If the Canadian government decides to shut off a way United States citizens had found to take advantage of the better deal the Canadian government got Canadians than the United States government got their citizens that may be the function of the market (the free market is obviously not so free when you examine the issue of drug prices). The fact that Canada chooses to maximize the benefit for Canada, even if that means American consumers suffer, should not be seen as the Canadian government selling out. They are doing what they exist to do, provide their citizens the best results they can. Now, how you describe how the American goverment has created situation where their citizens have to pay much higher prices for drugs that American companies make that is a different story. In that case it does seem like something that could be described as selling out.

The last two sentances of the article by Colin McClell:

"Despite the Bush administration's support for a ban, importing cheaper drugs from Canada is popular with U.S. lawmakers of both parties and has considerable support in Congress. The House has passed a bill allowing reimportation, and lawmakers in both parties say that it would pass the Senate if Republican leaders would allow it to come up for a vote there.

While reimporting drugs is technically illegal, those laws are not enforced. Ten million illegal shipments of prescription drugs worth $1.4 billion entered the United States in 2003, about half of them from Canada."

Other Links:

Monday, January 03, 2005

Wikipedia and Anti - Elitism

Topic: Internet

re: recent post by by Larry Sanger, co-founder of Wikipedia: Why Wikipedia Must Jettison Its Anti-Elitism

Wikipedia is an awesome example of the power of the internet. Essentially it is a freeware, open source encyclopedia. The results are amazingly good, still it could be improved. Many have knocked the Wikipedia because they can't believe a project that allows anyone to edit the content could possibly work. I must admit I am amazed how well it does work. Larry's long post makes some great points about what needs to be improved.

He focuses on "the root problem: anti-elitism, or lack of respect for expertise." He also points out a serious problem: "So, for any person who can and wants to work politely with well-meaning, rational, reasonably well-informed people--which is to say, to be sure, most people working on Wikipedia--the constant fighting can be so off-putting as to drive them away from the project." I hope they can find a way to work on improving both these problems. His suggestion of a trusted source releasing "vetted versions of Wikipedia articles" sounds like a good one to me. In any event I hope some solution is found and Wikipedia continues to flourish rather than colapse under its own weight.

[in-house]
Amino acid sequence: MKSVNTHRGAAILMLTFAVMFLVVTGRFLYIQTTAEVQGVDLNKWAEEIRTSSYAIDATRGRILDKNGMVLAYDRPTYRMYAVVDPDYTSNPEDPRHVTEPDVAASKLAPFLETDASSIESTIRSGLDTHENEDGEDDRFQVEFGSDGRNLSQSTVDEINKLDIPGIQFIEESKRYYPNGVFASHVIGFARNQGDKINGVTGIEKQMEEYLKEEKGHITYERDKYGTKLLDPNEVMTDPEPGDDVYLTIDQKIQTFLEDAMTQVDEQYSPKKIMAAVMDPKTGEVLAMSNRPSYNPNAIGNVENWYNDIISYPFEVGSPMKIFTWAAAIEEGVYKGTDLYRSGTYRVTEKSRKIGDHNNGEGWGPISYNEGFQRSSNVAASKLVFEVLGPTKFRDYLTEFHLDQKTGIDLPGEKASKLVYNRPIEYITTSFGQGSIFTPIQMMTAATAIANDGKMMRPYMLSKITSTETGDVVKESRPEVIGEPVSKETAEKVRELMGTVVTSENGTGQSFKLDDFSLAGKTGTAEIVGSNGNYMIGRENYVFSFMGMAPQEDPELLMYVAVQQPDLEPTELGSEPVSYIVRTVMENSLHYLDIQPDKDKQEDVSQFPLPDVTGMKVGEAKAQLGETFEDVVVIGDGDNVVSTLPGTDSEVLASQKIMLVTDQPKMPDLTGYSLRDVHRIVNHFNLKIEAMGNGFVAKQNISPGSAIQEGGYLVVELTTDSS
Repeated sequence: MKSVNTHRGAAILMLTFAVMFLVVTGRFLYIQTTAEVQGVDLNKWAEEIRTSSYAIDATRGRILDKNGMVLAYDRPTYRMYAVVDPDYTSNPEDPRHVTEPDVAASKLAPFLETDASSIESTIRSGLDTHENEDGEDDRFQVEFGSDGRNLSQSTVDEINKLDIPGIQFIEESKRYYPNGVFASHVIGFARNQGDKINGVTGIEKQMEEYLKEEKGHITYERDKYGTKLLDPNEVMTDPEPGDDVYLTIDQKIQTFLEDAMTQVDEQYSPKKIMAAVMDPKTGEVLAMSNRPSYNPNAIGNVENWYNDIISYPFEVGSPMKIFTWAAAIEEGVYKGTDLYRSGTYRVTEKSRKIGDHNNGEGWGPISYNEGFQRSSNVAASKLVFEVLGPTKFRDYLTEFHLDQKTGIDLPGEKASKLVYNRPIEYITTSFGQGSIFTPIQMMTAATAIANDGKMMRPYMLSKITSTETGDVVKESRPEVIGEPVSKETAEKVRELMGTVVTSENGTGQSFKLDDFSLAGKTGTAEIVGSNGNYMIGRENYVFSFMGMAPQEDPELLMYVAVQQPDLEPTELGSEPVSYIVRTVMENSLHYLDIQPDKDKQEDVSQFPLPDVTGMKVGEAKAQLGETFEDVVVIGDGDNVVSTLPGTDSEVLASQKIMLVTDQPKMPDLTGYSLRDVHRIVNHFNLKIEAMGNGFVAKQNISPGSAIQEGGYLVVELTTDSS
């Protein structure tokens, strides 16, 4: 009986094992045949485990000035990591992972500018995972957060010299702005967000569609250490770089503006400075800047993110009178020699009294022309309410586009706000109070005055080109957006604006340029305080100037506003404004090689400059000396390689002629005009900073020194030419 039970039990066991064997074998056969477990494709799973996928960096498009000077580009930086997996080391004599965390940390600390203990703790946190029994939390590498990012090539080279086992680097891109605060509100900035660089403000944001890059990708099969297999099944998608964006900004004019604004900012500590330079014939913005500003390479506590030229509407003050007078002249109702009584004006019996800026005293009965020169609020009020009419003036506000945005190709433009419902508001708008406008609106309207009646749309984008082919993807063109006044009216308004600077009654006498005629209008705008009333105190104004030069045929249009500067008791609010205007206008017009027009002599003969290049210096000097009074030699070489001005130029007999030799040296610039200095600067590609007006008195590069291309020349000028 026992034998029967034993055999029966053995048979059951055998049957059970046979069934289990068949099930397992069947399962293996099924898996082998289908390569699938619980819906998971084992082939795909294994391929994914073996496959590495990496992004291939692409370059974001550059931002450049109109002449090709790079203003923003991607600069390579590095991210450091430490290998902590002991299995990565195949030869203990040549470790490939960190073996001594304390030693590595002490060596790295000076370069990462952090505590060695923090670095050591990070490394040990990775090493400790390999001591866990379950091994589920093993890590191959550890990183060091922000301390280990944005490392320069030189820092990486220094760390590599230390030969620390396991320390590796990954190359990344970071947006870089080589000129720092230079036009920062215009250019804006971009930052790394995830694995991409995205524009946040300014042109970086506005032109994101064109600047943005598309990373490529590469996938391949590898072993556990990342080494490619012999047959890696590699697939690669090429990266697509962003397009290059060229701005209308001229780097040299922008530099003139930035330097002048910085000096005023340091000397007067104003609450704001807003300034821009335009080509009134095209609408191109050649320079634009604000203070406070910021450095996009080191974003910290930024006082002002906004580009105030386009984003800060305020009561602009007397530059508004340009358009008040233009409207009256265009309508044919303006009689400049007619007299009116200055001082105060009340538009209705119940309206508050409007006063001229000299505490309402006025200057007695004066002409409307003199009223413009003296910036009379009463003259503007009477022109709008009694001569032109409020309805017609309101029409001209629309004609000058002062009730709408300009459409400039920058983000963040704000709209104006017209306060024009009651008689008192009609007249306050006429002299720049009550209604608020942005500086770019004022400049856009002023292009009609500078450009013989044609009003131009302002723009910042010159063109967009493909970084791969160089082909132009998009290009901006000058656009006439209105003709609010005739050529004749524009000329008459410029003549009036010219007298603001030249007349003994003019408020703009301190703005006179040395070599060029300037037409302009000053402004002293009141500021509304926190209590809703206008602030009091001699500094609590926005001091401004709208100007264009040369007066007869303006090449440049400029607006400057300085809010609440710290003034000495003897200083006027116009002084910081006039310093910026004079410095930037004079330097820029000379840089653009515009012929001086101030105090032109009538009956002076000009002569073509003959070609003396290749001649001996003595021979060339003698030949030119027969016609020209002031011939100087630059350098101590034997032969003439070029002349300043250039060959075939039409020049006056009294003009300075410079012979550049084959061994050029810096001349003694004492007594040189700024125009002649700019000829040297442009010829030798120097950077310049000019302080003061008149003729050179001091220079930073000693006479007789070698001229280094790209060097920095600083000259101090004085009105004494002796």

The Open Directory project was another useful open source freeware project that had a great begining but now has deteriorated to the point of insignificance. I think Wikipedia will be successful, the question is how successful. I hope Larry's ideas result in improvements.

Sunday, January 02, 2005

Digital Rights Management

Topics: Miscellaneous and Economics

From Cory sets DRM strawmen ablaze:

"For starters, any market-correction for DRM will surely involve informed customers making good purchase decisions about the DRM in their devices. That's what this debate is all about. The implicit, "Stop complaining and let the market sort it out" in these comments ignores the fact that complaints about DRM are vital to the market sorting it out."

This quote cuts to one of the critical issues in the current debate on digital rights management. I believe the market will most often reach the best solution. That does not mean regulators do not have a role to play, they do definitely have such a role. I tend to prefer limited regulation while relying on the market to reward the bestsolutions.

The idea that the marketplace works without debate and comment is fundamentally flawed. The way the marketplace will reach the best solution is through open and honest debate, competition and educated consumers. The emergence of world wide web and blogs do a great deal to make the market more efficient and effective. The invisible hand is more capable with more informed actors in the marketplace.

When consumers are ignorant they make decisions based on incomplete understanding of their interests the effect is to have the market's invisible hand reinforce the wrong behavior. This is a fundamental shortcoming in the market. The increase in customer knowledge will not only increase the individual's happiness but the overall performance of the economy.

The debate over digital rights management should continue (see
Cory responds to Wired Editor on DRM ). I must admit I am surprised at the playing field now. I would have thought less restrictive solutions would win out in the marketplace (I actually still think they will). Right now very restrictive solutions seem to be winning. My guess is that once consumers learn more about the current path, those consumers will search for options that give them better options. Then some producers will seek to fill those desires. Advocacy from parties other than those who seek to maximize their profits in selling digital content is a very good thing. Owners of digital content should be able to seek to maximize their profits but a market solution does not mean they alone dictate the terms of the solution.

For society the best possible result is a free exchange of ideas and education of the various players in the market. Then let those players vote with their decisions in the marketplace. My guess is people will prefer to have digital works with less restriction and will reward those that offer such products with purchases that would otherwise go to those with restrictive policies. However, if consumers are ignorant they won't know the limitations imposed on the digital content they believe they are buying (or the product they buy to manage their digital content that cedes what they would think of as their right to control the content on their device to others). Individual players can suffer, as the advantage they were able to gain by taking advantage of the ill informed is lost, but overall that is the best result for society.

One interesting option in the market now is the Creative Commons.